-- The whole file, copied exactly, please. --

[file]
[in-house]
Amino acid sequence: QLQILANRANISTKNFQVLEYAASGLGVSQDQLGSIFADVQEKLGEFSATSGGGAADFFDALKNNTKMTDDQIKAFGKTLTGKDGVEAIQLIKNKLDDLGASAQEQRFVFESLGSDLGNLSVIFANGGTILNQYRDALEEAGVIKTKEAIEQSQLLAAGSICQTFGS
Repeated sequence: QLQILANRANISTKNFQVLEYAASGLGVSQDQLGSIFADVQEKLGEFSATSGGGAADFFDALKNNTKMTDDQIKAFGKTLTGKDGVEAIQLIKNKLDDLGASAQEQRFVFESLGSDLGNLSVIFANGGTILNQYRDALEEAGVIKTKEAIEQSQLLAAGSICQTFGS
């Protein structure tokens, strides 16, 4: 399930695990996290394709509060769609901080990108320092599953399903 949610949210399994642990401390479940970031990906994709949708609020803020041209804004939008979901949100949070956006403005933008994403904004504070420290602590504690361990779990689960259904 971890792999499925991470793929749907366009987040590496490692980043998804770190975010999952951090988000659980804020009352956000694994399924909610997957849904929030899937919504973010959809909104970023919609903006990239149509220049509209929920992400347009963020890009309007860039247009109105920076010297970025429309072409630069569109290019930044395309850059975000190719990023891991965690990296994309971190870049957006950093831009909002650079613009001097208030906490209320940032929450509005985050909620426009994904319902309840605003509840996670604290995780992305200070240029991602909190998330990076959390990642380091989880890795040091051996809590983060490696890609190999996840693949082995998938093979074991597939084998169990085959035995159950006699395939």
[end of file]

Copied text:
[in-house]
Amino acid sequence: QLQILANRANISTKNFQVLEYAASGLGVSQDQLGSIFADVQEKLGEFSATSGGGAADFFDALKNNTKMTDDQIKAFGKTLTGKDGVEAIQLIKNKLDDLGASAQEQRFVFESLGSDLGNLSVIFANGGTILNQYRDALEEAGVIKTKEAIEQSQLLAAGSICQTFGS
Repeated sequence: QLQILANRANISTKNFQVLEYAASGLGVSQDQLGSIFADVQEKLGEFSATSGGGAADFFDALKNNTKMTDDQIKAFGKTLTGKDGVEAIQLIKNKLDDLGASAQEQRFVFESLGSDLGNLSVIFANGGTILNQYRDALEEAGVIKTKEAIEQSQLLAAGSICQTFGS
């Protein structure tokens, strides 16, 4: 399930695990996290394709509060769609901080990108320092599953399903 949610949210399994642990401390479940970031990906994709949708609020803020041209804004939008979901949100949070956006403005933008994403904004504070420290602590504690361990779990689960259904 971890792999499925991470793929749907366009987040590496490692980043998804770190975010999952951090988000659980804020009352956000694994399924909610997957849904929030899937919504973010959809909104970023919609903006990239149509220049509209929920992400347009963020890009309007860039247009109105920076010297970025429309072409630069569109290019930044395309850059975000190719990023891991965690990296994309971190870049957006950093831009909002650079613009001097208030906490209320940032929450509005985050909620426009994904319902309840605003509840996670604290995780992305200070240029991602909190998330990076959390990642380091989880890795040091051996809590983060490696890609190999996840693949082995998938093979074991597939084998169990085959035995159950006699395939």